Is topdressing with compost worth it?

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kevreh
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Is topdressing with compost worth it?

Postby kevreh » March 31st, 2017, 7:34 pm

Gotta admit, been a few years since I spread compost. Talking about the stuff you can buy by the yard at your local garden center. Is it really worth it? Is it only a short term boost? Will it add beneficial micro's to my soil?
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andy10917
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Re: Is topdressing with compost worth it?

Postby andy10917 » March 31st, 2017, 7:51 pm

If you're looking for a specific, visible impact to determine an ROI on a "compost investment", compost isn't for you. If you're looking for something that will steadily (if slowly) build more quality OM, add some microbial activity and act as a mild "general tonic", then you're more aligned with what it can do.
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kevreh
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Re: Is topdressing with compost worth it?

Postby kevreh » March 31st, 2017, 8:05 pm

:good:
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Dchall_San_Antonio
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Re: Is topdressing with compost worth it?

Postby Dchall_San_Antonio » June 12th, 2017, 1:55 pm

In my location high quality compost is readily available at about $70 per cubic yard, delivered. One cubic yard covers 1,000 square feet so the cost is $70 per 1,000 square feet.

Alfalfa pellets, my favorite organic fertilizer, is available for $12.50 per bag and 1 bag covers 3,000 at 15 pounds per 1,000. So the cost per 1,000 is about $4.

1 cubic yard of compost has about the same nutrition as 15 pounds of alfalfa pellets. My vote will always be for the real fertilizer and not for the compost.
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Re: Is topdressing with compost worth it?

Postby GeorgiaDad » June 15th, 2017, 11:06 am

I'm with Dchall. Alfalfa pellets are my favorite o.f.. Followed by cracked corn.

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Re: Is topdressing with compost worth it?

Postby bernstem » June 15th, 2017, 6:44 pm

Compost serves a different purpose than fertilizer in my lawn. While it does function as a fertilizer, it is really more of a soil amendment and aims to add organic matter and some microbes. Even so, it takes years of applications to see an effect.
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Re: Is topdressing with compost worth it?

Postby bpgreen » June 16th, 2017, 1:39 am

bernstem wrote:
June 15th, 2017, 6:44 pm
Compost serves a different purpose than compost in my lawn. While it does function as a fertilizer, it is really more of a soil amendment and aims to add organic matter and some microbes. Even so, it takes years of applications to see an effect.
Is there a typo there?

Did you mean compost serves a different purpose than fertilizer?
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bernstem
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Re: Is topdressing with compost worth it?

Postby bernstem » June 16th, 2017, 10:02 am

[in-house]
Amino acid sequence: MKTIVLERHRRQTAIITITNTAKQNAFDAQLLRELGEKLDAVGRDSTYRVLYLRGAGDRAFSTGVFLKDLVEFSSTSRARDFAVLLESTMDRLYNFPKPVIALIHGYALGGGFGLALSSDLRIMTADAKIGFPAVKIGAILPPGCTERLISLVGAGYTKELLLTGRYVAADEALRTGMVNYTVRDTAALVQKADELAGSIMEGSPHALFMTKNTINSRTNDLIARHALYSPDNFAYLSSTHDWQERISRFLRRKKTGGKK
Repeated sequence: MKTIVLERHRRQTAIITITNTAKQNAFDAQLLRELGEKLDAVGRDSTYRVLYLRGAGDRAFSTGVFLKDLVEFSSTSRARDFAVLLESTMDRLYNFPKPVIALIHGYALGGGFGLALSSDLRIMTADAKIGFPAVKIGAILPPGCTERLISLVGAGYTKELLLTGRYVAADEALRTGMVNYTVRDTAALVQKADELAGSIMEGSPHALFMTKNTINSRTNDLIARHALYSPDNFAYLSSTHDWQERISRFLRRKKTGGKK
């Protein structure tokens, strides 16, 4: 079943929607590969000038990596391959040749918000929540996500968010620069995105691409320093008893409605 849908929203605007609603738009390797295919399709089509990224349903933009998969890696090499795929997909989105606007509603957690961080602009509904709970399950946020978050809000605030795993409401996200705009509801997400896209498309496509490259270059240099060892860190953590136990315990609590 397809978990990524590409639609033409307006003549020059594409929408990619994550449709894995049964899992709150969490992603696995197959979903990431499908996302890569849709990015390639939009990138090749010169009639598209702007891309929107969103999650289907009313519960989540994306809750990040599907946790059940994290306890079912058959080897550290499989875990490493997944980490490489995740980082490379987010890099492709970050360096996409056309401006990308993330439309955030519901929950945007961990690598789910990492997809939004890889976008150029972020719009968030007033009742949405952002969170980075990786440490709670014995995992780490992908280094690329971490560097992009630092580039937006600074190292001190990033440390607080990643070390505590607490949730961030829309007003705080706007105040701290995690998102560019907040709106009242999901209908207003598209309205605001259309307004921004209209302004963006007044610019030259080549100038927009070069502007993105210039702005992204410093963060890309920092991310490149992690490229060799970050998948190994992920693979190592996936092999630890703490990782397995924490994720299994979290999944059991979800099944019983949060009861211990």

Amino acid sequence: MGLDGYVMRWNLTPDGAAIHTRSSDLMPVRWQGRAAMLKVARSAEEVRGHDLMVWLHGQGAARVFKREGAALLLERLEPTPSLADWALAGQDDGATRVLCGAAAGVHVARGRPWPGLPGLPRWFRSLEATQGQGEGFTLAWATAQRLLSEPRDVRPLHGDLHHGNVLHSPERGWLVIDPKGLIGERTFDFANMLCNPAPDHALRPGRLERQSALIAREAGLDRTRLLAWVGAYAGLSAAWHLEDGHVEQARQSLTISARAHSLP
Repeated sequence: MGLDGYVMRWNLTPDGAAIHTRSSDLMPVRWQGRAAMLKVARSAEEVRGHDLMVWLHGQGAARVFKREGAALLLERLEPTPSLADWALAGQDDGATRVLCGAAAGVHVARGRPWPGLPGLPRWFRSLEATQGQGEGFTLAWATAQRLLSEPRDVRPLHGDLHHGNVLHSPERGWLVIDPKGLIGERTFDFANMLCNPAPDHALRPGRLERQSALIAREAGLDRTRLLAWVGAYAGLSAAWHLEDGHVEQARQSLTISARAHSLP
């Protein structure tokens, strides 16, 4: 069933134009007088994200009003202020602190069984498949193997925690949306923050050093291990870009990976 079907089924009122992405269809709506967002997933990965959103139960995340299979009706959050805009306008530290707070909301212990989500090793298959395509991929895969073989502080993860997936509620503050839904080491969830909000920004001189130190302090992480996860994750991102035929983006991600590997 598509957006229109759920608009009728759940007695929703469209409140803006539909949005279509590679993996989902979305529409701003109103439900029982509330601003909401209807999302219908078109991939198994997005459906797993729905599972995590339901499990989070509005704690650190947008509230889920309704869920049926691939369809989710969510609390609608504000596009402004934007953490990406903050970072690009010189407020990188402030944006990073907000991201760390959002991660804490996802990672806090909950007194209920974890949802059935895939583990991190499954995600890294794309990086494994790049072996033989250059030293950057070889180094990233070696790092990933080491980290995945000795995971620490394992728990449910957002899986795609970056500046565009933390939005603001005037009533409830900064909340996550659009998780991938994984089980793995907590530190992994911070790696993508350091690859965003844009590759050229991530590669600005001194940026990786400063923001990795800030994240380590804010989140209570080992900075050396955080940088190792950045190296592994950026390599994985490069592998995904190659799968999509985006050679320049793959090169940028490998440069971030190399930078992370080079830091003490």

Yes (I fixed it - thanks!), I was trying to make the point that, for me, addition of N/P/K is not the primary reason I use compost. There are cheaper and easier ways to add macro and micro nutrients. Compost's biggest benefit, in my opinion, is in long-term soil improvement through the addition of organic matter and microbes. The fertilizing that comes with it is simply a side effect.

The typo made that point rather opaque.
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Re: Is topdressing with compost worth it?

Postby andy10917 » June 16th, 2017, 7:16 pm

1 cubic yard of compost has about the same nutrition as 15 pounds of alfalfa pellets. My vote will always be for the real fertilizer and not for the compost.
Whoa, David!! Is this the same David that used to give me crap on GW when I was counting N per K from organic sources a decade ago? If not, what did you do with David?
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Re: Is topdressing with compost worth it?

Postby Billybob » June 18th, 2017, 12:44 am

Compost is free in my town, so I do about 2 yards at least every other year. The front of my property is only 2500 sqft. So not a lot of labor.

Back yard is low input at 20k sqft so it gets milo and urea few times per season.

The other thing I like about compost is I have a few spots when I water that the sprinkler misses so I hit those spots with compost before a heat wave helps retain wAter.
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Re: Is topdressing with compost worth it?

Postby Dchall_San_Antonio » June 19th, 2017, 2:07 pm

Andy, my stance on compost has swirled around over time. Currently I think of compost as a pile of depleted organic materials. Generally the original foodstuffs had protein and carbohydrates with some food value to the microbes. After months of microbial processing, the nutritional value evolved from food to microbes to other microbes to insects and all that stuff eventually all dies. What is left is the woody bits that take forever to decompose, and the microbes that decompose those woody bits. Also in there are the undecomposable carcasses and byproducts of previous microbes. Essentially it is micro mulch. If you were silly enough to put alfalfa pellets into your compost to heat it up, after a year you have depleted alfalfa pellets that have very little to no remaining nutritional value.

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